“They arrived on a Thursday, and visited a synagogue,” he says. “That was when Nigerian security services entered the synagogue and arrested them, taking them to the capital, Abuja. On the Friday, the men’s embassies were alerted, and sought to get involved. Chabad in Abuja has managed to organise provision of kosher food for them, which the security services agreed to allow. They also agreed for Benaym to be transported to the French embassy for medical attention, as long as he was returned to detention, and that is what was done. Israel has no ‘formal locus’ to help as they didn’t enter on Israeli passports, but it has sought to engage government and services.”
He believes that they are being held in some kind of “detention circumstances”, but cannot say what these conditions are like, if they are separated, or if they are being held with others. But he says that the fact that the French embassy was willing to return Benaym suggests it was “probably not extreme”.
A member of the Igbo community, speaking to the SA Jewish Report on condition of anonymity, says, “Our information is that Rudy and co. came here to do a documentary on the connection of the Igbo people to Biblical Israelites. Many Igbos are reviving the practices of their ancestors and returning to Judaism. This is what Rudy and his team wanted to do – to hear our story as told by our people. But sadly, some local people hijacked the original intention of Rudy and began to make political capital out of it. The team was bringing a Sefer Torah to be donated to our community. We were very happy that many Israelis would get to know about our Israelite heritage and know that we are brethren.
“Our people are very saddened by the arrest, but we don’t want to heighten tension by making utterances as the matter is being handled. We keep praying for their safety. We believe they will be released because their visit was for religious reasons. We don’t believe they came here to undermine the security of Nigeria. In our synagogues, we don’t entertain separatist activities. We are very sad about their plight. We see it as someone getting into unforeseen trouble while in search of a long lost brother.”
The most recent update on the We Were Never Lost Instagram page is that, “Rudy, Noam, and David are still in custody, but are ok. Their spirits remain high. Three embassies are working diligently towards a resolution. No other action is necessary from the community at this stage, but thank you all for the care and support.”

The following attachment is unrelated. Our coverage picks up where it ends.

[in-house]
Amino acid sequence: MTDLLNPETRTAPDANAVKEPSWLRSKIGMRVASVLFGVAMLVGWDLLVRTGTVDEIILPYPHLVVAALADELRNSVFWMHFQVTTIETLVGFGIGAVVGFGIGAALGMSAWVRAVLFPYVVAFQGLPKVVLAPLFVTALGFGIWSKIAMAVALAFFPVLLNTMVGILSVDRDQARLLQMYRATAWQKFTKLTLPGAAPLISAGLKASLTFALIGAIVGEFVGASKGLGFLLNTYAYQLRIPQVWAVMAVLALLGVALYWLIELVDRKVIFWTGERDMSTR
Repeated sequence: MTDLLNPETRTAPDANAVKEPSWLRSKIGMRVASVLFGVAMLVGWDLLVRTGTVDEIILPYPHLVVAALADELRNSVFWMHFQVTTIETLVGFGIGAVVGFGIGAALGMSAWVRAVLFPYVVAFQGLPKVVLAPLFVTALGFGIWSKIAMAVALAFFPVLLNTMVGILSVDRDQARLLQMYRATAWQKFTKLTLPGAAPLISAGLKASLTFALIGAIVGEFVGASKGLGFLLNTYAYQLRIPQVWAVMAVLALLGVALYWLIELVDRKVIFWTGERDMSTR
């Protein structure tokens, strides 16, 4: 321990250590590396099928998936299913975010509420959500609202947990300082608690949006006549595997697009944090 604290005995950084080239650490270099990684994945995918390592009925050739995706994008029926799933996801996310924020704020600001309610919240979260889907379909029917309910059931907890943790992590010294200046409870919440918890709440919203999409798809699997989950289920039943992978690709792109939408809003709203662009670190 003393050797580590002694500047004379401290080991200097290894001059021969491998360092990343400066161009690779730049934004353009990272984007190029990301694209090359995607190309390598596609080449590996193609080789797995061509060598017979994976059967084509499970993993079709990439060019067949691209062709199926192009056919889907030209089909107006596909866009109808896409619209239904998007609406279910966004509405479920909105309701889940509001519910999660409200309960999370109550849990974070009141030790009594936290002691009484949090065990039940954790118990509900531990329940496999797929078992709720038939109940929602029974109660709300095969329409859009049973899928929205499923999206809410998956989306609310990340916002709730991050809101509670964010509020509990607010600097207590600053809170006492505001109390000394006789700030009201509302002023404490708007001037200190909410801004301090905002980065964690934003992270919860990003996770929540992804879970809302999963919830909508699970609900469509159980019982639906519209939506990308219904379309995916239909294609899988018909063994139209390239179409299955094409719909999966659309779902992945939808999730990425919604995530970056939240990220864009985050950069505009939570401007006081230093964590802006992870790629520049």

Diaspora minister expresses concern and support after riots
The newly elected Israeli minister of diaspora affairs this week sent a heartfelt message of support to the South African Jewish community following last week’s devastating protests and riots.
Dr Nachman Shai this week expressed his “warmest regards and personal blessing” in a letter to the community.
“All of us in Israel have watched the recent events in the KwaZulu-Natal region and around South Africa with deep concern. We stand with you in solidarity, and are particularly thinking about the Durban and Johannesburg Jewish communities during this challenging time.”
He said it was also a difficult moment for Jewish communities around the world. “In South Africa, we witnessed the rise of antisemitism following Operation Guardian of the Walls, which challenged your safety and sense of security.”
His ministry is a partner in ensuring the resilience of the community, and engaging actors within Israel to understand how its military actions had a direct impact on the Jewish world, Shai said.
“Our ability as a Jewish people to take on our shared challenges depends on our ability to engage effectively with one another.”
Shai said he was sure that his upcoming meeting with the South African Zionist Federation (SAZF) and leadership would be the first of many “as we develop an ongoing conversation between us”.
“The secret of Jewish resilience rests in our sense of shared responsibility towards each other. With this frame, I look forward to working hand in hand with all of you to live up to our potential as both a diverse and unified Jewish people.”